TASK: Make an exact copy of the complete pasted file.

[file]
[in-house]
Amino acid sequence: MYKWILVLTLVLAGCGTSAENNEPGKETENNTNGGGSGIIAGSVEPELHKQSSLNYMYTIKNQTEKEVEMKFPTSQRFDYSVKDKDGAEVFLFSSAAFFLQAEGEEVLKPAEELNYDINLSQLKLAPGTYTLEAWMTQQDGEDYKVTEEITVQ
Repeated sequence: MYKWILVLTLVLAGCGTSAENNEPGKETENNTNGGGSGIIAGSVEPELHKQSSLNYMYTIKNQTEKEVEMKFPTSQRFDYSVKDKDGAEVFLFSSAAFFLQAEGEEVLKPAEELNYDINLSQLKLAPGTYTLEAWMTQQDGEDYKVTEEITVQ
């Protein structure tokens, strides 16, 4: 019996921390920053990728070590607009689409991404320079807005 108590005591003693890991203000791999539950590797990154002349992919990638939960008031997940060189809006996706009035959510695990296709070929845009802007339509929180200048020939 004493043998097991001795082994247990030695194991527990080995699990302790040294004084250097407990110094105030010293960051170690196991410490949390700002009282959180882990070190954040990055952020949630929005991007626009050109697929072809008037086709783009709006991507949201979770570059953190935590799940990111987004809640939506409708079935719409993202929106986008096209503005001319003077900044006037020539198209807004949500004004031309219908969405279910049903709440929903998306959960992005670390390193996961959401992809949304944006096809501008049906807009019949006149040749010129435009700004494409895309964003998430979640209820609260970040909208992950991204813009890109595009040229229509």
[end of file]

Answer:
[in-house]
Amino acid sequence: MYKWILVLTLVLAGCGTSAENNEPGKETENNTNGGGSGIIAGSVEPELHKQSSLNYMYTIKNQTEKEVEMKFPTSQRFDYSVKDKDGAEVFLFSSAAFFLQAEGEEVLKPAEELNYDINLSQLKLAPGTYTLEAWMTQQDGEDYKVTEEITVQ
Repeated sequence: MYKWILVLTLVLAGCGTSAENNEPGKETENNTNGGGSGIIAGSVEPELHKQSSLNYMYTIKNQTEKEVEMKFPTSQRFDYSVKDKDGAEVFLFSSAAFFLQAEGEEVLKPAEELNYDINLSQLKLAPGTYTLEAWMTQQDGEDYKVTEEITVQ
């Protein structure tokens, strides 16, 4: 019996921390920053990728070590607009689409991404320079807005 108590005591003693890991203000791999539950590797990154002349992919990638939960008031997940060189809006996706009035959510695990296709070929845009802007339509929180200048020939 004493043998097991001795082994247990030695194991527990080995699990302790040294004084250097407990110094105030010293960051170690196991410490949390700002009282959180882990070190954040990055952020949630929005991007626009050109697929072809008037086709783009709006991507949201979770570059953190935590799940990111987004809640939506409708079935719409993202929106986008096209503005001319003077900044006037020539198209807004949500004004031309219908969405279910049903709440929903998306959960992005670390390193996961959401992809949304944006096809501008049906807009019949006149040749010129435009700004494409895309964003998430979640209820609260970040909208992950991204813009890109595009040229229509």